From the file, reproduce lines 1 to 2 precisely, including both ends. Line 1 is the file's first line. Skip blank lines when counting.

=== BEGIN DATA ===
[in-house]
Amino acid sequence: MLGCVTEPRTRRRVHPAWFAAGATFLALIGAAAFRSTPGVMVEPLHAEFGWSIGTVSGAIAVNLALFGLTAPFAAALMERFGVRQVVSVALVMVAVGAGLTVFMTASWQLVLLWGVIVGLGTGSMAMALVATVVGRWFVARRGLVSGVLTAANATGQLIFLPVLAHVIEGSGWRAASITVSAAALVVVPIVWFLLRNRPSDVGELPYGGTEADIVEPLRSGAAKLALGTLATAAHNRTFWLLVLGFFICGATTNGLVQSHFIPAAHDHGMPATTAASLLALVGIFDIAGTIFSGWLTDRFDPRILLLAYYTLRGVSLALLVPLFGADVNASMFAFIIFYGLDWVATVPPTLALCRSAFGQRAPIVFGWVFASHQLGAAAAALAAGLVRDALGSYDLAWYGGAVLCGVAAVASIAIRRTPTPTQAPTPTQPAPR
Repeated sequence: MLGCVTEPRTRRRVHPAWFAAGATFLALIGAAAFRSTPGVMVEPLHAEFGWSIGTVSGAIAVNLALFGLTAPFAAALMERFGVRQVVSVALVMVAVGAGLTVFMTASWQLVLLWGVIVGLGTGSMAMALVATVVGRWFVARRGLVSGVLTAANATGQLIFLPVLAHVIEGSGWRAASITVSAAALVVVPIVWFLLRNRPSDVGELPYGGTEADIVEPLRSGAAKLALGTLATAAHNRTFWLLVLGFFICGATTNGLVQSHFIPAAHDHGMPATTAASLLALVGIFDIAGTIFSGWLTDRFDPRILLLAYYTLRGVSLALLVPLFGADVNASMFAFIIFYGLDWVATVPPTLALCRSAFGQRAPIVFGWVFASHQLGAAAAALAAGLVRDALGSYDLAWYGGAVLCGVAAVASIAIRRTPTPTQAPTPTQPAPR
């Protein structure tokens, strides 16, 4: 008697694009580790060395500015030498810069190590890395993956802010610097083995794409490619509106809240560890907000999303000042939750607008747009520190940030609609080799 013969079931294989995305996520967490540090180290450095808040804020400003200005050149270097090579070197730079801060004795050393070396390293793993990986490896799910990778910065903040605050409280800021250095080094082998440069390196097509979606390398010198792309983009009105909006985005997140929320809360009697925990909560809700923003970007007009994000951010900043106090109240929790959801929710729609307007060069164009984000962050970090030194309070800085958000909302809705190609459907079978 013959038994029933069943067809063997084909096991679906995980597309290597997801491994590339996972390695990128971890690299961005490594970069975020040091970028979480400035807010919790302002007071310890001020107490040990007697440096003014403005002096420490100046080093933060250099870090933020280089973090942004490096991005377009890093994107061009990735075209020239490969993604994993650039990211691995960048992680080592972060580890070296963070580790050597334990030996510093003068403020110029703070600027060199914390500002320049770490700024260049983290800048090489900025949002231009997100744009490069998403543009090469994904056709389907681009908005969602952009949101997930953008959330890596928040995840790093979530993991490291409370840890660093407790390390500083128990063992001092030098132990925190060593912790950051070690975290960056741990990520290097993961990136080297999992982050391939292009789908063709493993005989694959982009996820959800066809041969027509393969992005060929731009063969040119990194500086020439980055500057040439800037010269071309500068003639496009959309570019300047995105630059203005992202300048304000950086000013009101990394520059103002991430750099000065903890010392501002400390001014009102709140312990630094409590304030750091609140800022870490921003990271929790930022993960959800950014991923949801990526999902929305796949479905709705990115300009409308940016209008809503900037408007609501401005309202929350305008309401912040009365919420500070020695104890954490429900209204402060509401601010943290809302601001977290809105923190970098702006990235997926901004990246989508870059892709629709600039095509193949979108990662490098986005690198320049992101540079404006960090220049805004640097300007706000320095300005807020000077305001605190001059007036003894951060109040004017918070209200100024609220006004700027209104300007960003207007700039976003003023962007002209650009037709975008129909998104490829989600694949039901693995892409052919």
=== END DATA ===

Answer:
[in-house]
Amino acid sequence: MLGCVTEPRTRRRVHPAWFAAGATFLALIGAAAFRSTPGVMVEPLHAEFGWSIGTVSGAIAVNLALFGLTAPFAAALMERFGVRQVVSVALVMVAVGAGLTVFMTASWQLVLLWGVIVGLGTGSMAMALVATVVGRWFVARRGLVSGVLTAANATGQLIFLPVLAHVIEGSGWRAASITVSAAALVVVPIVWFLLRNRPSDVGELPYGGTEADIVEPLRSGAAKLALGTLATAAHNRTFWLLVLGFFICGATTNGLVQSHFIPAAHDHGMPATTAASLLALVGIFDIAGTIFSGWLTDRFDPRILLLAYYTLRGVSLALLVPLFGADVNASMFAFIIFYGLDWVATVPPTLALCRSAFGQRAPIVFGWVFASHQLGAAAAALAAGLVRDALGSYDLAWYGGAVLCGVAAVASIAIRRTPTPTQAPTPTQPAPR